Paraphrasing

When paraphrasing from a source, you do not need to use quotation marks, but you should still provide an in-text citation with the author and date. Page numbers are not essential when paraphrasing, but you should include them if it helps your lecturer when marking your work. For example, if you are paraphrasing from a book, page numbers should be included in the citation to help the lecturer find the relevant section.

Examples

Singh (2000) found that praising students’ work had a positive impact on their performance.

More recent research concluded that dress codes did not affect employee productivity (Marx, 2006, pp. 6-7).

At the end of any piece of written work, you should include a list of references. This should consist of every source you have referred to in your in-text citations. The reference list should include full details for every source.

For example, if you have referred to the 1994 book Prozac Nation by Elizabeth Wurtzel in your essay, your in-text citation might look like this:

(Wurtzel, 1994)

The full reference in your reference list would look like this:

Wurtzel, E. (1994). Prozac nation: young and depressed in America. Quartet Books.

Anyone reading your work should be able to use the brief information provided in your in-text citation to find the full reference in your reference list.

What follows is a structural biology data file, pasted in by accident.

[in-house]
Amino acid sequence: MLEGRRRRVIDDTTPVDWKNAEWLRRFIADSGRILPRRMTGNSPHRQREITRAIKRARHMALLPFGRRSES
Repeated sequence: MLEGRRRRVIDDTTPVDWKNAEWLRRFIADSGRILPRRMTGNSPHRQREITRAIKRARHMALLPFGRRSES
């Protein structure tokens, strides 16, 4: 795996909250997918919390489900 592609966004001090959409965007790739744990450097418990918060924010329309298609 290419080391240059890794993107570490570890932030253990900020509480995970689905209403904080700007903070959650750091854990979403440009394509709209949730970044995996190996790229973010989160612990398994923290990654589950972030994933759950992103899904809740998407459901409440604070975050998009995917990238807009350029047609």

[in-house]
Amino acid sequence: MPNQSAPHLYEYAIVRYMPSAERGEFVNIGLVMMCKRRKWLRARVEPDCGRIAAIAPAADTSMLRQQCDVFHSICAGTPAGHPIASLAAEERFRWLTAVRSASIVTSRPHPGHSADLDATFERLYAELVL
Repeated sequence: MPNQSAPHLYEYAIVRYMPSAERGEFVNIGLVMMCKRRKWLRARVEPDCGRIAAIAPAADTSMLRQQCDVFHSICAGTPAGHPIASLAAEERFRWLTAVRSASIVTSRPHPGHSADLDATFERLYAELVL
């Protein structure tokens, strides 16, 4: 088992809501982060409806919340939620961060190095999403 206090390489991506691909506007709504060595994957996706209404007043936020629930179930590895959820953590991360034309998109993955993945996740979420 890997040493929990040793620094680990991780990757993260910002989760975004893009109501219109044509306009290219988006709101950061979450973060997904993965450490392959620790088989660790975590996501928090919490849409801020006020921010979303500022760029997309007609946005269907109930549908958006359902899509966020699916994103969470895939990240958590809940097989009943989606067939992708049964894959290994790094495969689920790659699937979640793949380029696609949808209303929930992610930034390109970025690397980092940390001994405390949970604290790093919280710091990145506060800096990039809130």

Remember:

  • Any source mentioned in an in-text citation should also be included in the reference list.
  • Any source included in the reference list should have been mentioned in at least one of your in-text citations.
  • Your reference list should be in alphabetical order by author. See No author if there is no author listed.

If a reference takes up more than one line, the second line onwards should be indented 1.25cm from the left margin. You can do this in Word using the Hanging Indent option in the Paragraph menu.

Do not use bullet points or numbering in the reference list.

If you know the author’s real name

If you know the real name of an author, you can use both their real name and their screen name (online username) when citing sources such as blog posts or YouTube videos. The real name is given first, followed by the screen name in square brackets. See example below.

In the case of online videos, the person who created the video is classed as the author.

Example full reference: YouTube video where the author’s real name is known

In the example below, the YouTuber Natalie Wynn makes videos using the screen name ContraPoints.